A complex and thought-provoking read, you should definitely read this before you see the movie.
Watchmen is the graphic novel by Alan Moore and Dave GiA complex and thought-provoking read, you should definitely read this before you see the movie.
Watchmen is the graphic novel by Alan Moore and Dave Gibbons, published in 1986 by DC Comics, that changed the way many people viewed comic books. Originally published as a series of twelve issues, the the compiled series was one of the first, along with the famous Dark Knight series by Frank Miller, to be called a graphic novel. The simple name change was coupled with a darker and more realistic look at traditional comic subject matter - superheroes - and has led to widespread recognition of the literary merits of the medium.
Watchmen is set in the late 1980s and offers an alternate history whose main difference is the existence of superheroes. While most of these heroes are simply regular people who wear costumes to fight crime anonymously, there is one character with genuine superpowers, Dr. Manhattan. This simple but significant change has led to a vastly different present - America did not lose Vietnam, Richard Nixon is still president, and the Cold War rages more fiercely, if more unevenly. The plot centers around these heroes now living in and attempting to cope with a society that has rejected their help, even when most still feel compelled to give it.
The wide cast of characters and rich world are revealed slowly throughout the novel, with so many details that new ones continue to appear on multiple read-throughs. The art is detailed and incredibly expressive, with darker, moody colors, giving the story life and immediacy.
Watchmen explores themes of violence, sin, justice, and the impulse to do right. This was one of the first comics to turn the superhero mythos on its head, questioning the need for such heroes in the first place. In that it deals with superheroes dressed in silly costumes, has a male-dominated cast with a few attractive and scantily-clad females, and is bathed in violence, it holds to traditional comics, but it takes these factors and turns them inside out, sharply critiquing each while offering a host of other issues, political and moral, to wrestle. While it has been the inspiration for a whole new genre of the gritty, tortured superhero trying to operate in the real world, this original has substance and charisma to spare. ...more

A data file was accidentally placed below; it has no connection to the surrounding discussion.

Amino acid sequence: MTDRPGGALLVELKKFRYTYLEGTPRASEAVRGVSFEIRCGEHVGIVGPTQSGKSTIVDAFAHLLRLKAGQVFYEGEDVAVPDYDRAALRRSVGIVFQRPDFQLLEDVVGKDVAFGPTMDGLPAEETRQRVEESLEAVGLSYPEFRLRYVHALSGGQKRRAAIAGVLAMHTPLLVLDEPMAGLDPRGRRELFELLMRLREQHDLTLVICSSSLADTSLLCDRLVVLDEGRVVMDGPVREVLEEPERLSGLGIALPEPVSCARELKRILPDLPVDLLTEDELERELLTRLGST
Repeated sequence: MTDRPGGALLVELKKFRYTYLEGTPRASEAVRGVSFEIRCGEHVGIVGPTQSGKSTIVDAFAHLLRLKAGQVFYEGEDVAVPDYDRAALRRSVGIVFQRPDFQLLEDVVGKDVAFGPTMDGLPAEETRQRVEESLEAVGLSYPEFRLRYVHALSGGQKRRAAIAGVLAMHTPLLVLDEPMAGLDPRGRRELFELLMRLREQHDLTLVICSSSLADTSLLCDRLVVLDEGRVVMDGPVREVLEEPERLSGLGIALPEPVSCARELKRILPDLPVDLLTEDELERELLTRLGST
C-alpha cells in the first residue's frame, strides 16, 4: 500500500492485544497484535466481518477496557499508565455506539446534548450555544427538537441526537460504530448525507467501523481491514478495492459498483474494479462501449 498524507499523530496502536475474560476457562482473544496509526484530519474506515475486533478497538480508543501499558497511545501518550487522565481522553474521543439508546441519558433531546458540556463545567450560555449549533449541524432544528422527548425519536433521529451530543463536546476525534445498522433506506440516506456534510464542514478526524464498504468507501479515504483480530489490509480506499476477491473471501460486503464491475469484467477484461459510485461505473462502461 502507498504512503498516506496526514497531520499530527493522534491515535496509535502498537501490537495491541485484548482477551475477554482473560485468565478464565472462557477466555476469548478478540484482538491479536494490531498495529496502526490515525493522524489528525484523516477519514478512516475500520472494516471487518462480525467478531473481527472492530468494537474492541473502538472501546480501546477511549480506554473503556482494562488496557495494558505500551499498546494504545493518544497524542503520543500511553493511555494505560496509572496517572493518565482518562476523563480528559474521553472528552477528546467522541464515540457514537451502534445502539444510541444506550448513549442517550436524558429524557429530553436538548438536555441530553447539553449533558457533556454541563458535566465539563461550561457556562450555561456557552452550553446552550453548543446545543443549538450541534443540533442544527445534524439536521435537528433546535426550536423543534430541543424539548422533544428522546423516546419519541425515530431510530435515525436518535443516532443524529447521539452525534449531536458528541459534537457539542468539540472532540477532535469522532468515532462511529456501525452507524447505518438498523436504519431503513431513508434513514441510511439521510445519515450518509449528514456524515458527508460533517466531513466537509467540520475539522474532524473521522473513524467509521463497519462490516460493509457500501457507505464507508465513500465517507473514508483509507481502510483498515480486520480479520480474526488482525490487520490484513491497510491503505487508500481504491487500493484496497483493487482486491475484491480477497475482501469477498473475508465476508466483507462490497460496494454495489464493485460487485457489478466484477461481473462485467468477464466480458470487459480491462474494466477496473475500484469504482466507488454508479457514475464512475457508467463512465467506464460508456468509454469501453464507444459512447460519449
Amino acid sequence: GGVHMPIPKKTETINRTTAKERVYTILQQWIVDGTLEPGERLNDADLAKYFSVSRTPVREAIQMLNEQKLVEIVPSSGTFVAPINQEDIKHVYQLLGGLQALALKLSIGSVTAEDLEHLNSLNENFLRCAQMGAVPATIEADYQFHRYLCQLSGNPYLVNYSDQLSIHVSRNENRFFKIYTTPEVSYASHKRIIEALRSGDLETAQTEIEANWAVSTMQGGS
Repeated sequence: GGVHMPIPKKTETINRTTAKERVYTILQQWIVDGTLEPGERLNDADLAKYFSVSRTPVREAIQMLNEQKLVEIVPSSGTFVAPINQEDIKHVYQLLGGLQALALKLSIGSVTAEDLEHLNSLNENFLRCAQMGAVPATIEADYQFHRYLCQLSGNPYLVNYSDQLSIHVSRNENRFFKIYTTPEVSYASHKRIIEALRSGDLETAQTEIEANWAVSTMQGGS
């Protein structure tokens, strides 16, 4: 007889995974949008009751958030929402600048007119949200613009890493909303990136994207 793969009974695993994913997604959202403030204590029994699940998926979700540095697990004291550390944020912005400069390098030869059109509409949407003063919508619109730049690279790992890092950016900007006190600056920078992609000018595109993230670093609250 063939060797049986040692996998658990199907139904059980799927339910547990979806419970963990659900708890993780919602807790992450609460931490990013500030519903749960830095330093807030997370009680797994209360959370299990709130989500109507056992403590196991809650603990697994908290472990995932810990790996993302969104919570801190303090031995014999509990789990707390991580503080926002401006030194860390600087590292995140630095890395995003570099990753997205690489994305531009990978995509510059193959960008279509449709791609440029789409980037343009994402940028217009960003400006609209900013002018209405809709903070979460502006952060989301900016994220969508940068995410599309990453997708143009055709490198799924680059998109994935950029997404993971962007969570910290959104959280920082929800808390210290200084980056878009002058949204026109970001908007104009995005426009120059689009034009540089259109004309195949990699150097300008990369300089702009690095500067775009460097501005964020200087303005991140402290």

Interesting, and a worthwhile read, but it didn't knock my socks off. It was well-crafted, with alternating chapters taking place in two different timInteresting, and a worthwhile read, but it didn't knock my socks off. It was well-crafted, with alternating chapters taking place in two different times and locations, only slowly letting the reader see how they are connected. Clues for understanding what was going on in one area were given in the other, which was clever, but I found the corresponding changes between first- and third-person a little jarring. The near future is thoroughly detailed and felt like a believable world, but the politics were so complicated I felt it slowed the story down, and I enjoyed the other world more. It did leave me intrigued about the sequel, and I think overall it's good and engaging sci-fi....more
This was enjoyable but ultimately a slight let-down. Initially, it seemed quite clever, but as the story progressed I found myself wishing that the auThis was enjoyable but ultimately a slight let-down. Initially, it seemed quite clever, but as the story progressed I found myself wishing that the author had been even bolder with the concept. The zombies become an interesting backdrop to the existing story rather than an integral part of the plot itself, and in that I could have asked for more. There were several moments where the new additions seemed poised to take off into something new and fascinating, but each time the situation sort of petered out and went back to the tried and true original. But since I enjoy zombie stories and can always go for another re-read of P&P, this was worth the read....more